Jehovah Witness and Blood Transfusion

Nurses General Nursing

Published

I have a family member who is a Jehovah witness, and she has a daughter and sister who still practice under this religion, she herself has not been practicing as a JW for a very long time in that she has not attended any meeting ect....

She has taken very ill, and her spouse has okd for her to have a blood transfusion, her daughter was going to come up to the hospital to see her, but I am afraid after this news she may not. I asked her nurse that we she was ready to give the transfusion, could she lock off the room to give the patient some privacy while she was having this procedure and she stated she was not able to, she stated, that she understood the pt, was a JW but that since they had the approval of her spouse to perform the blood transfusion, she would not be able to do this she asked that we contacted the daughter and speak with her about this.

My question is this and why.

Is this a liability for the hospital treating her?

If so how much of a liability is it?

I ask this question because the hospital seems to be rushing the family member on her way, and whenever you mention anything about the approval of the blood transfusion, all the staff become extermely nervous this includes the doctor. The family is so divided in this and we almost lost her the other day, now this I am afraid it may create a bigger argument then they already have. The daughter has now begun to avoid seeing her and I cant understand why?

What happens in a case like this, should the hospital be giving the blood transfusion? and if so is it impossible for them to provide some privacy during the transfusion?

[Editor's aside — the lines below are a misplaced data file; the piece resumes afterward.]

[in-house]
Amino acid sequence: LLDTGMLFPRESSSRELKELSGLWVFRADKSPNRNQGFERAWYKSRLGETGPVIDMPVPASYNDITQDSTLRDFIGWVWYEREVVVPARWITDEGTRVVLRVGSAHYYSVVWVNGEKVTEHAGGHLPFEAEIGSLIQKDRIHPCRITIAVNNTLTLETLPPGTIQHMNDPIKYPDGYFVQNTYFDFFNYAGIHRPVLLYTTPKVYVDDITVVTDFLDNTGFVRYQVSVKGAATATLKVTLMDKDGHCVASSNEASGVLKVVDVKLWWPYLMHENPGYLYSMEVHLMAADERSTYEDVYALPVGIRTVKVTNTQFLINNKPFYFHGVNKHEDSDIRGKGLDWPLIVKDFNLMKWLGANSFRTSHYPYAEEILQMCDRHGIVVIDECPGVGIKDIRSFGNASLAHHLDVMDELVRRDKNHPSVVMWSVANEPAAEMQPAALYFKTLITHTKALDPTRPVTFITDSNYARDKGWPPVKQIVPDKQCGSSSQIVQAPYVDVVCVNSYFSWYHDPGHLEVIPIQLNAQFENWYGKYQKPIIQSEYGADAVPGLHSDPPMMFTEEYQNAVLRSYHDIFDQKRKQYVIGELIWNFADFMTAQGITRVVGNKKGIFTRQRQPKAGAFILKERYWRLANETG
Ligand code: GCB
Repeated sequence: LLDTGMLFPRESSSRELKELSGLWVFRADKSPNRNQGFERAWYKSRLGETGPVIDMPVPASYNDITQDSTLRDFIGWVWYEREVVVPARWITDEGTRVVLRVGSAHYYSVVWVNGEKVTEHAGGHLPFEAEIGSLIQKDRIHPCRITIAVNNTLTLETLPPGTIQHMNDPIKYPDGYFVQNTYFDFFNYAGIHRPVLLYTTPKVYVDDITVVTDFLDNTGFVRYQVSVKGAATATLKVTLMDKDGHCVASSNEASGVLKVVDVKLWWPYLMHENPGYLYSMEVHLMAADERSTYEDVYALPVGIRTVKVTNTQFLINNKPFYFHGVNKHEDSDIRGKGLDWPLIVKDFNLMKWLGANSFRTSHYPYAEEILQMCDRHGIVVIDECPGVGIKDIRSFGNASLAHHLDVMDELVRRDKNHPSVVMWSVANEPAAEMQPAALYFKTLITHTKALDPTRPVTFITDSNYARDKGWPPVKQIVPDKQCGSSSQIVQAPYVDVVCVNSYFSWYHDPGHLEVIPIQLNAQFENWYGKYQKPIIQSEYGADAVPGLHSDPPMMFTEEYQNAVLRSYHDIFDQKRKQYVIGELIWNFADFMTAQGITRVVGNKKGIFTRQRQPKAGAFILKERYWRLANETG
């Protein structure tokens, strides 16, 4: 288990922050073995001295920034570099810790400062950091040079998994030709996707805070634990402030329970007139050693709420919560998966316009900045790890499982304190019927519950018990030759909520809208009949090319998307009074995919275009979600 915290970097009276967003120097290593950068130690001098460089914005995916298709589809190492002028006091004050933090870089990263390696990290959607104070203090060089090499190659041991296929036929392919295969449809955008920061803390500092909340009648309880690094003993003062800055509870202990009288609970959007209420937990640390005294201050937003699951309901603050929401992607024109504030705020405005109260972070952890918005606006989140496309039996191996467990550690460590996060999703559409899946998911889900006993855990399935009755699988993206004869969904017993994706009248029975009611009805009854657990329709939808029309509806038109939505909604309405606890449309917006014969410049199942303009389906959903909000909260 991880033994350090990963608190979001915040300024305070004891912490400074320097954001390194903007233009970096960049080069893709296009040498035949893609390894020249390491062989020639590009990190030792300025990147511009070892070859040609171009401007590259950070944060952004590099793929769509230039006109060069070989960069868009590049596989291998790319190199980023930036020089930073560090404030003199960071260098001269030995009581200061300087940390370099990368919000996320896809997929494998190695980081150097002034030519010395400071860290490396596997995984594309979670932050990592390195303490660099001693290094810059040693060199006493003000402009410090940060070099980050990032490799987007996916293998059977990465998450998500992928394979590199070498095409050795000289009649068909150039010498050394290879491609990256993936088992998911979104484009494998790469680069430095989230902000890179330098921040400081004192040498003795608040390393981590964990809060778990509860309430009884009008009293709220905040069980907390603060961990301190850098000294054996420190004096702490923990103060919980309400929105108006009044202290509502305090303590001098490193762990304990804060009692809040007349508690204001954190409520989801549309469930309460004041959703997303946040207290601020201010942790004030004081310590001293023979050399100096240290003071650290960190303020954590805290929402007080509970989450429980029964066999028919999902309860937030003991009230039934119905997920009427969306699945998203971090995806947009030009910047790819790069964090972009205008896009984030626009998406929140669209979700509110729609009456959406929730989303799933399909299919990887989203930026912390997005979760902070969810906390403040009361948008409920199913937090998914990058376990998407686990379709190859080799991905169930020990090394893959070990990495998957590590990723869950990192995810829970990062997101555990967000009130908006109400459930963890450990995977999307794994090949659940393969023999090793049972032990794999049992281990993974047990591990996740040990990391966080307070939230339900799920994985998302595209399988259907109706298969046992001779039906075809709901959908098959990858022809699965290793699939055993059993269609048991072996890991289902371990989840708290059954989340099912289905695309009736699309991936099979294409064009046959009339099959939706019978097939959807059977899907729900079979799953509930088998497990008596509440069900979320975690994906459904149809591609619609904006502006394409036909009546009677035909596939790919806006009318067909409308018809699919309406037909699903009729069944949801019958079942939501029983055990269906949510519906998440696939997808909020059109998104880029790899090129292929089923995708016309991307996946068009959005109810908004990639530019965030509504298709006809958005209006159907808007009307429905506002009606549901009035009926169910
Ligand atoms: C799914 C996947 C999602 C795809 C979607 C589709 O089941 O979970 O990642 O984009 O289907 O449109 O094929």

Be_Moore

264 Posts

Specializes in Pulmonary, MICU.

If the spouse (next of kin) gave permission and the patient was unable to consent, then there is no legal problem. The problem is more moral/ethical in nature, and the reasoning for the rushing is that many times you want to transfuse before the problem becomes too big to solve..and/or maybe the patient would have poorer outcomes without a transfusion. So it was likely in her best interest to transfuse, but also in the best interest of the hospital to be quick about it just to avoid drama.

If the spouse (next of kin) gave permission and the patient was unable to consent, then there is no legal problem. The problem is more moral/ethical in nature, and the reasoning for the rushing is that many times you want to transfuse before the problem becomes too big to solve..and/or maybe the patient would have poorer outcomes without a transfusion. So it was likely in her best interest to transfuse, but also in the best interest of the hospital to be quick about it just to avoid drama.

I guess I can understand that, but my heart really go out to this pt, Could they have locked down her room or direct any vistors to the nursing station before entering the room for privacy?

I really hate to see her looking for a daughter that is not there or feeling bad for a choice that her very own spouse made for her in a life and death situation?

June59

25 Posts

Specializes in Med/surg.

This is a sad case, as I wonder what the patient would want & she obviously cannot speak for herself. I am curious if she had a living will & if within it she stated she would want a blood transfusion. As for locking her room, that would be inappropriate. If she needed emergency assistance, it would impede the providers access to her. Probably the better solution would be to have a no visitors/no info status during her hospitalization. However, her daughter may be offended & blame the husband.

Specializes in M/S, MICU, CVICU, SICU, ER, Trauma, NICU.

Spouse first, children next.

EVEN if spouse is 2nd husband and NOT father of said kids--always legal spouse first.